AACHEN, West Germany (Mar. 29)
The Jewish community was stunned by the arrest here of an Israeli citizen and Hebrew teacher, Shimon Or, on charges of spying for the KGB, the Soviet secret service.
Or was one of four immigrants among six West Germans taken into custody last weekend for allegedly passing classified information to the KGB about a Eurojet fighter-plane project. Information on the identities of the other suspects was not immediately available.
The arrests were announced Monday in Karlsruhe by federal prosecutor Kurt Redman. He described them as “a major penetration of the KGB spy network” in West Germany and the “biggest blow” to the KGB since the Federal Republic was founded in 1949.
Or is being held in prison in Duesseldorf. Police sources said it was unlikely he would be released before trial, which is not expected to take place soon.
Simon Schlachet, chairman of the Jewish community in Aachen, told the Jewish Telegraphic Agency in a telephone interview Monday that “the prosecution informed me beforehand about the upcoming arrest. I said it was unbelievable, but they insisted that they had evidence to sustain their allegations and promised to give me more information in the coming days.”
Or, 49, has lived in Aachen, a city near the Belgian border, since 1981, with his wife, Rivka, and their two daughters, aged 8 and 10. He has been employed to teach Hebrew and Jewish religion to children here and in Duesseldorf, Wuppertal and Bonn.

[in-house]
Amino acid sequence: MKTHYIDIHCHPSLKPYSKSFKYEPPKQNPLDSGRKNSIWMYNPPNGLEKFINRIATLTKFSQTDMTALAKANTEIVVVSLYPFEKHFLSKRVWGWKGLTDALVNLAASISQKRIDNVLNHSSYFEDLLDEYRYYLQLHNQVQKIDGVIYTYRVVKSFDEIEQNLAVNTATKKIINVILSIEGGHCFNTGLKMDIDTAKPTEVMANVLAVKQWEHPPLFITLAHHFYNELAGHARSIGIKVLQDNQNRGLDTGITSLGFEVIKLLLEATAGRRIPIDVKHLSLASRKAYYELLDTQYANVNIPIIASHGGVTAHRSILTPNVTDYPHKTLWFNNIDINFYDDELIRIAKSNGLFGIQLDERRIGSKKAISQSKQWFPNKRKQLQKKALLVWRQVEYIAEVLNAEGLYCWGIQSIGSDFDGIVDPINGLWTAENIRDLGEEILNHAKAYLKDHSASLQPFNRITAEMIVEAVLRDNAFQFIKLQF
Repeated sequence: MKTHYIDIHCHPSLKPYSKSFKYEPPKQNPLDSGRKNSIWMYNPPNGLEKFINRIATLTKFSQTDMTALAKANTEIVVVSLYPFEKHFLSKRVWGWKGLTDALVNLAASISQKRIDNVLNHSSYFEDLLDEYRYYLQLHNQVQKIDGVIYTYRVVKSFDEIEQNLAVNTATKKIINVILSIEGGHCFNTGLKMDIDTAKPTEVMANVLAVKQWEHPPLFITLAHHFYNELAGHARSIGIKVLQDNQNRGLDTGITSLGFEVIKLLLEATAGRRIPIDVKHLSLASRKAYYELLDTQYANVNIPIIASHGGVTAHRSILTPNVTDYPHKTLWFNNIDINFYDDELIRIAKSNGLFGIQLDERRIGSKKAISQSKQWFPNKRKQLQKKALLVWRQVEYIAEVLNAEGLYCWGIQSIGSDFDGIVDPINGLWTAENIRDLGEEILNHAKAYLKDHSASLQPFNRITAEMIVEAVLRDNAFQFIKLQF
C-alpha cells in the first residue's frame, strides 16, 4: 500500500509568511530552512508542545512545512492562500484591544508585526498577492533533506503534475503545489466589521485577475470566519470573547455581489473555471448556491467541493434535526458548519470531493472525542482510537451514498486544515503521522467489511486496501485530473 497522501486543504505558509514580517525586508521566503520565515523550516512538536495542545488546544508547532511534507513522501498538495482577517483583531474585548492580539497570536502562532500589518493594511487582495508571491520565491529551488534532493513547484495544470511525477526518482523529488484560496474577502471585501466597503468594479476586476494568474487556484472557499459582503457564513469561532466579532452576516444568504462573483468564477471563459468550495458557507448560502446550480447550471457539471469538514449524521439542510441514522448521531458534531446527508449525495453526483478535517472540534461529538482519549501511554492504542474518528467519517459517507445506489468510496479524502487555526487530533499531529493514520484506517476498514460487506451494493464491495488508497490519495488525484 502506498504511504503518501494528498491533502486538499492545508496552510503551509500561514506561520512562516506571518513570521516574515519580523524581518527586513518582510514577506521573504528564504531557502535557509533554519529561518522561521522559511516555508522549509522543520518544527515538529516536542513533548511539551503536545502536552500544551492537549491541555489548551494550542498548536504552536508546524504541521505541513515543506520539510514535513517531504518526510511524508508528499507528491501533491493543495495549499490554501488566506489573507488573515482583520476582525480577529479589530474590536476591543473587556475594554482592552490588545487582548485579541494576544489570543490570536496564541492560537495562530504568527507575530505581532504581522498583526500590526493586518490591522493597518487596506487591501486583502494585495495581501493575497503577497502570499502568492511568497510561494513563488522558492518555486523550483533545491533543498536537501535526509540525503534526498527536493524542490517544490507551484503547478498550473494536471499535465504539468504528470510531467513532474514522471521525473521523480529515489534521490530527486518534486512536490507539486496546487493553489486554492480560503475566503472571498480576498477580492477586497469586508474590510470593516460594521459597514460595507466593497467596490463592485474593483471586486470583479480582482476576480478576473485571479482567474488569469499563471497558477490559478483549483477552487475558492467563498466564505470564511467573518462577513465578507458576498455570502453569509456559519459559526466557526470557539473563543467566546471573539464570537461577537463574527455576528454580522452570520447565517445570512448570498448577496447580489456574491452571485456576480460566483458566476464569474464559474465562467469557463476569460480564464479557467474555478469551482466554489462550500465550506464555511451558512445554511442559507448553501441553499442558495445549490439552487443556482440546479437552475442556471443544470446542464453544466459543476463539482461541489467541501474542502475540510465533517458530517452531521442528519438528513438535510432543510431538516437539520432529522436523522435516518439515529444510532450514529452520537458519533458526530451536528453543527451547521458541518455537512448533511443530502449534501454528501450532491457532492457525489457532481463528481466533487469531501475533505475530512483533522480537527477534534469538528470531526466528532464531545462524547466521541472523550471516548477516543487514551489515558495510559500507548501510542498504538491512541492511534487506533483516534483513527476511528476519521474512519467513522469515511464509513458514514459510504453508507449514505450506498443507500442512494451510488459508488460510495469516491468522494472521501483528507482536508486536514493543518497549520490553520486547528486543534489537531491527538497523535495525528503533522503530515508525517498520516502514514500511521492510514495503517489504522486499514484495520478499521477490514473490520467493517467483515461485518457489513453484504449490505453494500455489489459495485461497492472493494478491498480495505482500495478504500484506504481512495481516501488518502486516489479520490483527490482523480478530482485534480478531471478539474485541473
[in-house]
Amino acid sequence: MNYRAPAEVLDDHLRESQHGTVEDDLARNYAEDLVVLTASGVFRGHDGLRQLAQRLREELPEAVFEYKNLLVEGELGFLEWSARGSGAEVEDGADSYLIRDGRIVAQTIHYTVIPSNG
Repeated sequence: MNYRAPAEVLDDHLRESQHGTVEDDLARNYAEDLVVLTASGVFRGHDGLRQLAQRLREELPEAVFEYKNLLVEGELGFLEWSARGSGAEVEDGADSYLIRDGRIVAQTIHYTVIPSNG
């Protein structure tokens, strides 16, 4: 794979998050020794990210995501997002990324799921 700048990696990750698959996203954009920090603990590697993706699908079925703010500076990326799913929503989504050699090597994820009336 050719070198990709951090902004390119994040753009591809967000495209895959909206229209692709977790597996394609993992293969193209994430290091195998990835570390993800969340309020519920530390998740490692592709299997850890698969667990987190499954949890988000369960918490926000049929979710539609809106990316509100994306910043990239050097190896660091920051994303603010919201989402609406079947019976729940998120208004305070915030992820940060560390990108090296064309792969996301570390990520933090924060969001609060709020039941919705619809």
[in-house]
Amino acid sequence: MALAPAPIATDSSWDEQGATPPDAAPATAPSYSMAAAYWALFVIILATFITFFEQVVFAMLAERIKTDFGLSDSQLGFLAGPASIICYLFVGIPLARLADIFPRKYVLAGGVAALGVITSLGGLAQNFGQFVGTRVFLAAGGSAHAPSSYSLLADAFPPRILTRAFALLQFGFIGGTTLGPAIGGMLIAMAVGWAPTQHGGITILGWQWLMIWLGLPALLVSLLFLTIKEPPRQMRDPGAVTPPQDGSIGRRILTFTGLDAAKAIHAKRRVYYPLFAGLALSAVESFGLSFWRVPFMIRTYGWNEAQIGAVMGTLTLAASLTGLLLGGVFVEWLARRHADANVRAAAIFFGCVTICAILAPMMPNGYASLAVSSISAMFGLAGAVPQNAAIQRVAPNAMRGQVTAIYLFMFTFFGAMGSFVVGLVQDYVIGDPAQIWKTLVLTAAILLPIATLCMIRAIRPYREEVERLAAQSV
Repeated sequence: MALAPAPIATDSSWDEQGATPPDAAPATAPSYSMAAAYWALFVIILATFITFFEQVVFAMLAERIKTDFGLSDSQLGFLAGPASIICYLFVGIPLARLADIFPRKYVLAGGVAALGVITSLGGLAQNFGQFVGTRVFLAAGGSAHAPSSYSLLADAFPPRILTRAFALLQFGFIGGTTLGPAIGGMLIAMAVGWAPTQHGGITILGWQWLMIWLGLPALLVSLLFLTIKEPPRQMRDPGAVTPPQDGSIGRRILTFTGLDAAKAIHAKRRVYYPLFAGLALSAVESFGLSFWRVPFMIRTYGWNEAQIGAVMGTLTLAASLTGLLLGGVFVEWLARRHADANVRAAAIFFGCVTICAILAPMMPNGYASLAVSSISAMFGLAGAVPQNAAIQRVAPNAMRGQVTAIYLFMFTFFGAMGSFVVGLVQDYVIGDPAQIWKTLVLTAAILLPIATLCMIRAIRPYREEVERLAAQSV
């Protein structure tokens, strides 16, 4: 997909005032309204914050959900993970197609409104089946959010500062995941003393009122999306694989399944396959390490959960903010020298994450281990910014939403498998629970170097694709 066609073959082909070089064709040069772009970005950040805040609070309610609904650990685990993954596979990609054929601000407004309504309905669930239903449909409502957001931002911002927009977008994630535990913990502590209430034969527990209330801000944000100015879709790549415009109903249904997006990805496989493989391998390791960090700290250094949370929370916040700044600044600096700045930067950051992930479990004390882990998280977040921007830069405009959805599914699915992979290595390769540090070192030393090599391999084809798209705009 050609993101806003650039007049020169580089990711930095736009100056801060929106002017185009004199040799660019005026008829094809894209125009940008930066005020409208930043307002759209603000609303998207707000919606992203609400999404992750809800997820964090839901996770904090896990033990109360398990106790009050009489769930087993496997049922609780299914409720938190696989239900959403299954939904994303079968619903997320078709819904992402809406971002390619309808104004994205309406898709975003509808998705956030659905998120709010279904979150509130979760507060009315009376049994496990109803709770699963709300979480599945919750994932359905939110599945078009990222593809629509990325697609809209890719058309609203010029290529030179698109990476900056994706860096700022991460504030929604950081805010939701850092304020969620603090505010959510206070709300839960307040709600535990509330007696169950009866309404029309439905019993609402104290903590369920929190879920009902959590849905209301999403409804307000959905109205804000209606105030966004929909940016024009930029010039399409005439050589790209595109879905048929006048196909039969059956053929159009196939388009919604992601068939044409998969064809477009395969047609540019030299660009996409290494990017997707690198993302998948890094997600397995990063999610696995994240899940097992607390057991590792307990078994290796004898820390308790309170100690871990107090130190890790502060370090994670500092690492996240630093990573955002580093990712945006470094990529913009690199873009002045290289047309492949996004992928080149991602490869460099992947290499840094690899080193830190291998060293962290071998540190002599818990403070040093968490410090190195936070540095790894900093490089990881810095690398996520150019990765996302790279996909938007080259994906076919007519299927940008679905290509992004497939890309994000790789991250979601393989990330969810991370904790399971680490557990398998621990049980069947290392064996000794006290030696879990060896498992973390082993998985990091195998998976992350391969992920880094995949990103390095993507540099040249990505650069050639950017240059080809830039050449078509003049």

The family lives in an apartment made available by the Jewish community in a building that houses the synagogue and communal offices. Rivka Or, also an Israeli citizen, sings in a choir in the Aachen theater.
Or was one of three chairpersons of the Aachen Association for Christian-Jewish Cooperation, a highly visible group that promotes dialogue between Christians and Jews and is pro-Israel.
His arrest has raised fears of an upsurge of anti-Semitic feelings, especially since the story made the front pages of newspapers here and all over West Germany.
Shimon Or, formerly Leidermann, was born in Russia in 1939. He immigrated to Israel in the early 1970s, but moved to West Germany less than 10 years later. According to his wife, the allegations against him are “ridiculous and totally unfounded.” She expressed confidence that “it won’t take long and everybody will recognize that this has been a terrible mistake. My husband has never been a spy.”
The couple have relatives in Israel and own a house in Haifa. They have the status of permanent residents of West Germany, but are not citizens.